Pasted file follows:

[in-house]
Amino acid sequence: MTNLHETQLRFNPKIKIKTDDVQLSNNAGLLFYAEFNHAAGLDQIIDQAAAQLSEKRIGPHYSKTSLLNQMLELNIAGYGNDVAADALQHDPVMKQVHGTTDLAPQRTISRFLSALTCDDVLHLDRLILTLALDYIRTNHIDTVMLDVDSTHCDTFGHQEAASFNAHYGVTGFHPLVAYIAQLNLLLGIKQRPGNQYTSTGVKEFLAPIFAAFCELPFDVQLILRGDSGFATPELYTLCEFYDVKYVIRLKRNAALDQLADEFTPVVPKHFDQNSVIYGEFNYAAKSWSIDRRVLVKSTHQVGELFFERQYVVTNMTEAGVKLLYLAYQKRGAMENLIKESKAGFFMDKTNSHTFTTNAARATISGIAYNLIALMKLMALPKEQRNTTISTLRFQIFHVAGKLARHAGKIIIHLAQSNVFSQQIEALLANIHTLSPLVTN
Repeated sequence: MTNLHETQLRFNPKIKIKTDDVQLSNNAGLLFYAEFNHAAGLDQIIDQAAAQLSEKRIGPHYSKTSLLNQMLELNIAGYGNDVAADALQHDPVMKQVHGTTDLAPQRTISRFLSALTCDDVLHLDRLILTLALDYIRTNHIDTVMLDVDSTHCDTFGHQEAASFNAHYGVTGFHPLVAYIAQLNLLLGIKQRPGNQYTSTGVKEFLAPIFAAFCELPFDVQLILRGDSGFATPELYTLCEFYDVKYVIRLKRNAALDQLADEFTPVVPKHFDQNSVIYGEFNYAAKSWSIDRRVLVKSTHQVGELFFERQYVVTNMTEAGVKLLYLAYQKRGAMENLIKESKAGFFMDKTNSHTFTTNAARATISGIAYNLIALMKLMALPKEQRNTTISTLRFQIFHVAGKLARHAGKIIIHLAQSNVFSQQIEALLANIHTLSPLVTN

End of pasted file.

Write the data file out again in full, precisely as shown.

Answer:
[in-house]
Amino acid sequence: MTNLHETQLRFNPKIKIKTDDVQLSNNAGLLFYAEFNHAAGLDQIIDQAAAQLSEKRIGPHYSKTSLLNQMLELNIAGYGNDVAADALQHDPVMKQVHGTTDLAPQRTISRFLSALTCDDVLHLDRLILTLALDYIRTNHIDTVMLDVDSTHCDTFGHQEAASFNAHYGVTGFHPLVAYIAQLNLLLGIKQRPGNQYTSTGVKEFLAPIFAAFCELPFDVQLILRGDSGFATPELYTLCEFYDVKYVIRLKRNAALDQLADEFTPVVPKHFDQNSVIYGEFNYAAKSWSIDRRVLVKSTHQVGELFFERQYVVTNMTEAGVKLLYLAYQKRGAMENLIKESKAGFFMDKTNSHTFTTNAARATISGIAYNLIALMKLMALPKEQRNTTISTLRFQIFHVAGKLARHAGKIIIHLAQSNVFSQQIEALLANIHTLSPLVTN
Repeated sequence: MTNLHETQLRFNPKIKIKTDDVQLSNNAGLLFYAEFNHAAGLDQIIDQAAAQLSEKRIGPHYSKTSLLNQMLELNIAGYGNDVAADALQHDPVMKQVHGTTDLAPQRTISRFLSALTCDDVLHLDRLILTLALDYIRTNHIDTVMLDVDSTHCDTFGHQEAASFNAHYGVTGFHPLVAYIAQLNLLLGIKQRPGNQYTSTGVKEFLAPIFAAFCELPFDVQLILRGDSGFATPELYTLCEFYDVKYVIRLKRNAALDQLADEFTPVVPKHFDQNSVIYGEFNYAAKSWSIDRRVLVKSTHQVGELFFERQYVVTNMTEAGVKLLYLAYQKRGAMENLIKESKAGFFMDKTNSHTFTTNAARATISGIAYNLIALMKLMALPKEQRNTTISTLRFQIFHVAGKLARHAGKIIIHLAQSNVFSQQIEALLANIHTLSPLVTN